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RE: Caching a sniffer
From: "David Gillett" <gillettdavid () fhda edu>
Date: Wed, 24 Mar 2004 08:58:47 -0800

Incorrect. A switch is basically a hub and router in one.

  ... if you redefine "router" to include a concept similar to
"layer 2 router", at which many people will look at you rather
strangely.  The term normally refers to a layer 3 packet-forwarder
which rewrites packets, whereas switches are multiport bridges
that forward frames, without rewriting, based on the destination 
MAC address.

You can flood the MAC address table of the switch, where it 
decides what port has what MAC's on it so it knows what port 
to route the traffic to. Once the table is full switches then 
'turn-off' the routing/switching systems and the switch then
becomes a hub. There is a program called macoff that does this. 
So you don't need to have access to the switch to sniff the 
entire network.

  Switches "learn" what MAC addresses are on what port by collecting
source addresses from frames into a table.  Traffic will be flooded
to all ports if the destination MAC address is not in the table.
  I presume that some switches, faced with something like macoff, will
overflow the table such that legitimate addresses that should have been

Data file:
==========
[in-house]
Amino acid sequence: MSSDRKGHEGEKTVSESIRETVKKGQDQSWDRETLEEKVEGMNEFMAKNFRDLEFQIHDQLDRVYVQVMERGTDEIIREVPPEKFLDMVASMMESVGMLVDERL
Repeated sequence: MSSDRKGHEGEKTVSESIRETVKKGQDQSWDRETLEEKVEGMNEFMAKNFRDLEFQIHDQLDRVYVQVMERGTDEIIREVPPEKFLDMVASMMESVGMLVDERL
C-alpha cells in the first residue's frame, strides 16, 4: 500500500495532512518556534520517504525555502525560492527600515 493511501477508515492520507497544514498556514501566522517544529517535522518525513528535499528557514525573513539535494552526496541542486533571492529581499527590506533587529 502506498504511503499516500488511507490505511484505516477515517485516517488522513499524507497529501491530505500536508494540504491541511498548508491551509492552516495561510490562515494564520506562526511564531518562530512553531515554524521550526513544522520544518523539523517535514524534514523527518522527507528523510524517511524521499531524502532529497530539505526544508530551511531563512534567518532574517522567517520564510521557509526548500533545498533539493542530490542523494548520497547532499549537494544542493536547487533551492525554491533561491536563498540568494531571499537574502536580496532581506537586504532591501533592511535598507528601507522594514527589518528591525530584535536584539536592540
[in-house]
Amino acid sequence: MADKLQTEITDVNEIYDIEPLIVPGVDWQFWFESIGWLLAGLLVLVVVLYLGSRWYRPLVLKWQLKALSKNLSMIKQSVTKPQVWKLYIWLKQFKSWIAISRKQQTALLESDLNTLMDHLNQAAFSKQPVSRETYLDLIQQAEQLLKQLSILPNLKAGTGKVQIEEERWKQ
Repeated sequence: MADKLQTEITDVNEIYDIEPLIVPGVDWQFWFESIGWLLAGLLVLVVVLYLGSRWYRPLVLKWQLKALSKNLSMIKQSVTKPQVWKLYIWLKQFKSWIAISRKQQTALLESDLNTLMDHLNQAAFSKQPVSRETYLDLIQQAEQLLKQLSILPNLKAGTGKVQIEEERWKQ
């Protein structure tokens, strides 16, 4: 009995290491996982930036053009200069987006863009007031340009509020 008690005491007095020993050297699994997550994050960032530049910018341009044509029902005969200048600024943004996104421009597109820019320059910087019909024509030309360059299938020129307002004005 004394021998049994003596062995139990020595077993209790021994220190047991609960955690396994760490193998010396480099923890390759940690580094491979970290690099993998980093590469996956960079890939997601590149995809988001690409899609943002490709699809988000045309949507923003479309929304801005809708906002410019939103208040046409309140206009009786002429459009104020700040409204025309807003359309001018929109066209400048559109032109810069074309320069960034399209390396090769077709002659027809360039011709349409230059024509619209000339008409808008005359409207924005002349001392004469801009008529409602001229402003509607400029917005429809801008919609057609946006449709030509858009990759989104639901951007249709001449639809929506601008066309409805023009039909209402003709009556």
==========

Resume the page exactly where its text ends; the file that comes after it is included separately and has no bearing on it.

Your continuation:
learned start flooding to all ports as well.
  But this is not the only possible reaction of a switched network to 
macoff!  If Cisco's port security is enabled, the switch may just shut 
down the port running macoff.  If the network consists of multiple
switches, something like macoff may prompt a spanning-tree reconvergence,
disrupting the entire network for 30 seconds or so.  I'm sure there
are other possibilities depending on manufacturer/model/firmware of the
switches in the network.

  Personally, if I had to sniff traffic on a switched network without
admin access, I'd prefer to use arp poisoning, a la ettercap.  The
MAC address tables on the switches go right on functioning normally,
just all of the traffic to/from the client you're interested in gets
sent to the sniffer machine's MAC address and forwarded to the intended
destination from there, with minimal impact on other network traffic
or performance.  About the only visibility is if the victim happens to
run "arp -a" and understands what they're seeing.

David Gillett


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